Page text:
We drove to the top of a hill, leaving Eric to collect Fergus the pony. Another ghillie, Angel, came with us, then went back down with the Land Rover. Andy and I set off with Ed the dog. The weather that day (swirling mist), was less than ideal for stalking, but it lent a certain atmosphere to the occasion. As we walked off, Andy explained the principles of stalking – you have to imagine where the deer would be on that day, and then try and approach them so they don’t know you are there. One of the most important factors is wind direction, because you don’t want the deer to smell or hear you coming. So we set off upwind to where Andy thought they might be. We found some very fresh deer droppings on a path, and so decided to follow their tracks. As we rounded a corner, we stopped and waited rather than push on in the thick mist. The tactic paid off as, a minute or two later, it lifted just enough for us to make out shapes on the next ridge.
Andy signalled to me to drop down, and we crawled through the heather towards them. The mist was swirling about and kept blocking our view, but then it would clear again. The deer didn’t seem to know we were there. Andy set the rifle in position for me, and showed me which hind would be a good target. He picked one grazing, side on to us, with no other beasts around it. I got into position and looked through the sight. It took me a while to ready myself for the shot, and in that time the mist had come back in, so I had to wait for it to clear again before I could shoot.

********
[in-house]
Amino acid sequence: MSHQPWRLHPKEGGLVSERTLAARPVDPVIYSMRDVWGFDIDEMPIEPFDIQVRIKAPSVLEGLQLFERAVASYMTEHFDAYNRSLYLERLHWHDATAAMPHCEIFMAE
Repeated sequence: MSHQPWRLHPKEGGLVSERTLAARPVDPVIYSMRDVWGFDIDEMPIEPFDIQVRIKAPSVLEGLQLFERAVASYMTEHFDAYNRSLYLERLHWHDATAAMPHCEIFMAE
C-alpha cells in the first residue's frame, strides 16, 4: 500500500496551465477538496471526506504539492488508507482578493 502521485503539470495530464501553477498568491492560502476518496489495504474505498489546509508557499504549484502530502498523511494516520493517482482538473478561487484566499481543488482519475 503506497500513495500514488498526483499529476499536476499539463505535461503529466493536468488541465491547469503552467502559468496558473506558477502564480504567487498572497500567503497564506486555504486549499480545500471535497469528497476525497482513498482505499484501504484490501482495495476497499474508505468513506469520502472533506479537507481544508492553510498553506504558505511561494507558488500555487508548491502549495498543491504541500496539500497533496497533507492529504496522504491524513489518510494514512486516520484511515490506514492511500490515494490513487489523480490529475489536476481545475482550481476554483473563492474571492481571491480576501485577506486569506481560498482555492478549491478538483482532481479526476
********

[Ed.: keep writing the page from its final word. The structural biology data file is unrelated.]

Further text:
Then, when I could see properly and the deer was in place, I squeezed the trigger. Andy was a bit unsure of the shot so he took the rifle and shot it again. The gralloch (removing the stomach and intestines) revealed that my shot had hit the liver. Andy assured me it was a killing shot but with the poor visibility, he had erred on the safe side.
As I had never shot an animal before, it was now time for my “blooding”, which is a ritual performed after shooting. Andy drew blood across my cheeks as a mark of respect for the dead animal. We then radioed Eric with the pony and set off down the hill with Andy dragging the hind. As it was still morning, we dropped off the beast on the pony path and headed back up the hill for lunch. After sandwiches and thermoses of tea on the side of the glen, we set off again to look for more deer.
This stalk was much longer. It had been far too easy in the morning! But, eventually, as the light was starting to fade, we found another herd, and we crawled into place. This time I was quicker at getting into position and readying myself for the shoot. I squeezed the trigger and shot the hind. My shot was much better and the beast went down first time because I had hit a major blood vessel in the chest. Again we gralloched the animal, and then dragged the beast down the hill, this time through a burn! We met Eric and Angel on the pony path, loaded the hind on to Fergus, and walked out as the sun was setting.